Thursday, June 11, 2009

membership: arcane ritual?

I sat with a group of people new to Opawa last night, talking about membership. For me, part of a commitment to being a welcoming and hospitable place is taking time is explaining things – from as simple as introducing myself when I welcome people to worship, through to the ins and outs of membership or baptism or growing in discipleship or how to read the Bible.

As a (baptist) church we have concept called membership. I like membership for a number of reasons.

First, one of my mentors had a saying: “loose at the edges, committed at the core.” Membership is one way of offering a committed core. It is humbling and exciting to read a members pledge and realise I’m part of a group of people who’ve said yes to mission, growth, prayer, Kingdom commitment. There’s a strength and cohesion to who we are, and a promise of what we can be.

Second, it provides a language by which community can grow together. When a member acts badly, we can point to the pledge and talk about the action in light of the pledge and an already shared understanding of behaviour.

Thirdly, at times, church decisions involve important and significant decisions (including employment and buildings). Membership provides a clear mechanism for saying who can, and can’t make those decisions.

Fourthly, gathering members for a well-run meeting is an excellent way of creating processes, building vision and cohesiveness.

What I don’t like about membership is that it is so often framed as only two options: in or out. So to use the notion of “loose at the edges, committed at the core,” I’d like to find language or metaphors by which people could place themselves on a continuum rather than in or out. I’ve yet to find that, but if anyone’s done any thinking or experimenting in this area, I’d love to hear.

I’ve thought about the concept of “stakeholders”, which is a much better name, but again, I have struggled to see how stakeholders can be on a continuum from loose to committed.

In the meantime, it was great way to spend an evening, sitting with people willing to even think about a countercultural way of being; in mission and growth and community and resource sharing.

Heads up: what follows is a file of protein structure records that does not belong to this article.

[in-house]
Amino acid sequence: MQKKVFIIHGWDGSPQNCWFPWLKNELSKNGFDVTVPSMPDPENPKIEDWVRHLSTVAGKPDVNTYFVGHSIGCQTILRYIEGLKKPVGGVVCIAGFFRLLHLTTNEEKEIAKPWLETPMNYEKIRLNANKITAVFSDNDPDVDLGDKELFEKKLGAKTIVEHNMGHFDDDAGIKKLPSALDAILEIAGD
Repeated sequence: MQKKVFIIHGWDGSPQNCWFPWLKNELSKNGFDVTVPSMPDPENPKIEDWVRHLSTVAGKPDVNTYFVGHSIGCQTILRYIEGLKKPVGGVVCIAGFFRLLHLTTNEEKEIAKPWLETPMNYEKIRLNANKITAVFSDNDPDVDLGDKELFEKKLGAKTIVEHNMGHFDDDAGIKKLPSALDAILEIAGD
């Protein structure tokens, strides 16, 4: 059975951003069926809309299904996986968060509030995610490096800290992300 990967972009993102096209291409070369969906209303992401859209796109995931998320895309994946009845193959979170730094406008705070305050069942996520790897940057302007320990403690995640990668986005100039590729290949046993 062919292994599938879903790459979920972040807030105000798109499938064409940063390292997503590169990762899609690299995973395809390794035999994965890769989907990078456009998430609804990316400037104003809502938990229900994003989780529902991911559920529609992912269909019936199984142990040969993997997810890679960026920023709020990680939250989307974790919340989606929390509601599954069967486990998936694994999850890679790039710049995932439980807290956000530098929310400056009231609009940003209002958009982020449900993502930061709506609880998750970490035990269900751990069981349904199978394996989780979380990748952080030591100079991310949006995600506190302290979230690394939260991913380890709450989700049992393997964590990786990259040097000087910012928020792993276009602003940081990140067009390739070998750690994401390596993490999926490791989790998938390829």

Posted by steve at 10:18 PM


  1. aye up steve – is this any use?

    Comment by si — June 11, 2009 @ 11:12 pm

  2. The Anglican church in Wgtn has struggled with this one too. In the end there were two lists – not quite a continium – but at least there were three position. An electoral roll – which meant that you were a member of a local church; had buy-in to what the church believes; had voting rights at meetings etc; a pastoral roll – which meant that you had an associatiation with a local church but not the responsiblities or priviledges (is it a priviledge to vote at a meeting???) of the previous option; and the third option was to do nothing.

    Comment by KSW — June 12, 2009 @ 5:22 pm

  3. Wouldn’t the question be: What does the Bible have to say on the subject?

    Comment by Ingrid — June 14, 2009 @ 10:11 pm

  4. that might depend on whether a person believed that the Bible was the ONLY necessary tool.

    Others might consider that our faith as practised is a conversation between Bible, God’s revelation, wisdom of others down through history who’ve loved God, culture,

    there are lots of things Christians do today that aren’t in the Bible – like sing choruses or use data projectors or …


    Comment by steve — June 14, 2009 @ 10:16 pm

  5. Is it being contentious if I say that they did sing songs and a data projector is nothing else, but using writing and images, except with some electricity behind it?

    Comment by Ingrid — June 14, 2009 @ 10:26 pm

  6. Regarding the person with the baby that felt glared at, if that is the one who stood behind me last Sunday, I actually was smiling at her several times, but noticed at some stage, that she took it the wrong way. Am very sorry. Guess I’ll have to work on my smile. I know I’m in the wrong section for this comment, but I can’t find any more, where you talked about it.

    Comment by Ingrid — June 14, 2009 @ 10:37 pm

  7. Hi Ingrid,

    Appreciate you dropping onto my blog.

    the person feeling glared at was from a conversation quite some weeks ago, and not last Sunday. So I don’t think there’s a need for you to apologise. Opawa does have lots of babies at moment, and that means new parents who feel pretty self-consious. So thanks for smiling,

    Be glad to catchup with you sometime, if you’ve got time. Feel free to email me steve at emergentkiwi dot org dot nz


    Comment by steve — June 14, 2009 @ 10:49 pm

  8. Thank you!

    Comment by Ingrid — June 15, 2009 @ 12:00 am

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